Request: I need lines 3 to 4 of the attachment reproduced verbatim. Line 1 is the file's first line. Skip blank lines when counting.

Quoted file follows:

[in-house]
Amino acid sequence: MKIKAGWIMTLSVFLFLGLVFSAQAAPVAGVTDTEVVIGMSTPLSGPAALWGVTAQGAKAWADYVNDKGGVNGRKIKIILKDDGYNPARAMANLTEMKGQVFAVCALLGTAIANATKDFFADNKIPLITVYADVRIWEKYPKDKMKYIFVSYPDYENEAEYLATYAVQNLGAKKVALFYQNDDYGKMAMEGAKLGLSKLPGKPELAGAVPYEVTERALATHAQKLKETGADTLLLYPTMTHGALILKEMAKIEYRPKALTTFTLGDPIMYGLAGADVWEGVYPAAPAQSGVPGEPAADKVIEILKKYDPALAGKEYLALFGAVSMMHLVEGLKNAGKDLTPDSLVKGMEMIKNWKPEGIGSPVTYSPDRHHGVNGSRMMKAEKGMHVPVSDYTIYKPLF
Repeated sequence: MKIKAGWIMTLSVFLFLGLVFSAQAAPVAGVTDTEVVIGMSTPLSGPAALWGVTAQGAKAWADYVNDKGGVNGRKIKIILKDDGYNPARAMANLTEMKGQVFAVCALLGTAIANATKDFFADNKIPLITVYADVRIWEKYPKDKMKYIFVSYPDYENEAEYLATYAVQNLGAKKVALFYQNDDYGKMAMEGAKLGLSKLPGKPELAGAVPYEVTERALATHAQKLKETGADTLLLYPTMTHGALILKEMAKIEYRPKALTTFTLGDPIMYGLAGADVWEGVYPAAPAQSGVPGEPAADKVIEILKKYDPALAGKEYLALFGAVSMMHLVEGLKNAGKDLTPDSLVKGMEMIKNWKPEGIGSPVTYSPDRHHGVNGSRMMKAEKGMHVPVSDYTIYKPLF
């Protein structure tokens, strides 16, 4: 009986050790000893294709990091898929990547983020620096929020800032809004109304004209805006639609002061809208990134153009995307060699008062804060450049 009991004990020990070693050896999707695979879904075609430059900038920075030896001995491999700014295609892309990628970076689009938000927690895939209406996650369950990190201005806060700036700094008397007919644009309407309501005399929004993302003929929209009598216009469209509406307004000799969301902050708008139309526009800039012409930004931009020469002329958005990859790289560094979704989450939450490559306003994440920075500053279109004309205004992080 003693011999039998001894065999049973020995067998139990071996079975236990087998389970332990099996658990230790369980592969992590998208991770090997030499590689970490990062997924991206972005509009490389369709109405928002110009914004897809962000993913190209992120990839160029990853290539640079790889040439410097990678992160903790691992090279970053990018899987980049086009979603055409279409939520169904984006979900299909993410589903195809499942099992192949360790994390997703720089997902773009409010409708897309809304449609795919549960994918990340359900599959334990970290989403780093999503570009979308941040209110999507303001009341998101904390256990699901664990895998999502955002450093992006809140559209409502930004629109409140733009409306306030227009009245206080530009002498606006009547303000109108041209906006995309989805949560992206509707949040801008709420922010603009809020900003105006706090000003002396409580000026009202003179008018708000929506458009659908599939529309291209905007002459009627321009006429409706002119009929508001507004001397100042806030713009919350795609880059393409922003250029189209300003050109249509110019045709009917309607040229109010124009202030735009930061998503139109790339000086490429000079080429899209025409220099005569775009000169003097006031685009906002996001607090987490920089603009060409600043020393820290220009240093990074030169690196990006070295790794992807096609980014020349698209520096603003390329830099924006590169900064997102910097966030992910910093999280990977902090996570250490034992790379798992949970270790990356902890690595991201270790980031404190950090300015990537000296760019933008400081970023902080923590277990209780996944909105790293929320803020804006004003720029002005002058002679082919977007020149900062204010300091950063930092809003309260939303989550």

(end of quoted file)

Repeated sequence: MKIKAGWIMTLSVFLFLGLVFSAQAAPVAGVTDTEVVIGMSTPLSGPAALWGVTAQGAKAWADYVNDKGGVNGRKIKIILKDDGYNPARAMANLTEMKGQVFAVCALLGTAIANATKDFFADNKIPLITVYADVRIWEKYPKDKMKYIFVSYPDYENEAEYLATYAVQNLGAKKVALFYQNDDYGKMAMEGAKLGLSKLPGKPELAGAVPYEVTERALATHAQKLKETGADTLLLYPTMTHGALILKEMAKIEYRPKALTTFTLGDPIMYGLAGADVWEGVYPAAPAQSGVPGEPAADKVIEILKKYDPALAGKEYLALFGAVSMMHLVEGLKNAGKDLTPDSLVKGMEMIKNWKPEGIGSPVTYSPDRHHGVNGSRMMKAEKGMHVPVSDYTIYKPLF
């Protein structure tokens, strides 16, 4: 009986050790000893294709990091898929990547983020620096929020800032809004109304004209805006639609002061809208990134153009995307060699008062804060450049 009991004990020990070693050896999707695979879904075609430059900038920075030896001995491999700014295609892309990628970076689009938000927690895939209406996650369950990190201005806060700036700094008397007919644009309407309501005399929004993302003929929209009598216009469209509406307004000799969301902050708008139309526009800039012409930004931009020469002329958005990859790289560094979704989450939450490559306003994440920075500053279109004309205004992080 003693011999039998001894065999049973020995067998139990071996079975236990087998389970332990099996658990230790369980592969992590998208991770090997030499590689970490990062997924991206972005509009490389369709109405928002110009914004897809962000993913190209992120990839160029990853290539640079790889040439410097990678992160903790691992090279970053990018899987980049086009979603055409279409939520169904984006979900299909993410589903195809499942099992192949360790994390997703720089997902773009409010409708897309809304449609795919549960994918990340359900599959334990970290989403780093999503570009979308941040209110999507303001009341998101904390256990699901664990895998999502955002450093992006809140559209409502930004629109409140733009409306306030227009009245206080530009002498606006009547303000109108041209906006995309989805949560992206509707949040801008709420922010603009809020900003105006706090000003002396409580000026009202003179008018708000929506458009659908599939529309291209905007002459009627321009006429409706002119009929508001507004001397100042806030713009919350795609880059393409922003250029189209300003050109249509110019045709009917309607040229109010124009202030735009930061998503139109790339000086490429000079080429899209025409220099005569775009000169003097006031685009906002996001607090987490920089603009060409600043020393820290220009240093990074030169690196990006070295790794992807096609980014020349698209520096603003390329830099924006590169900064997102910097966030992910910093999280990977902090996570250490034992790379798992949970270790990356902890690595991201270790980031404190950090300015990537000296760019933008400081970023902080923590277990209780996944909105790293929320803020804006004003720029002005002058002679082919977007020149900062204010300091950063930092809003309260939303989550």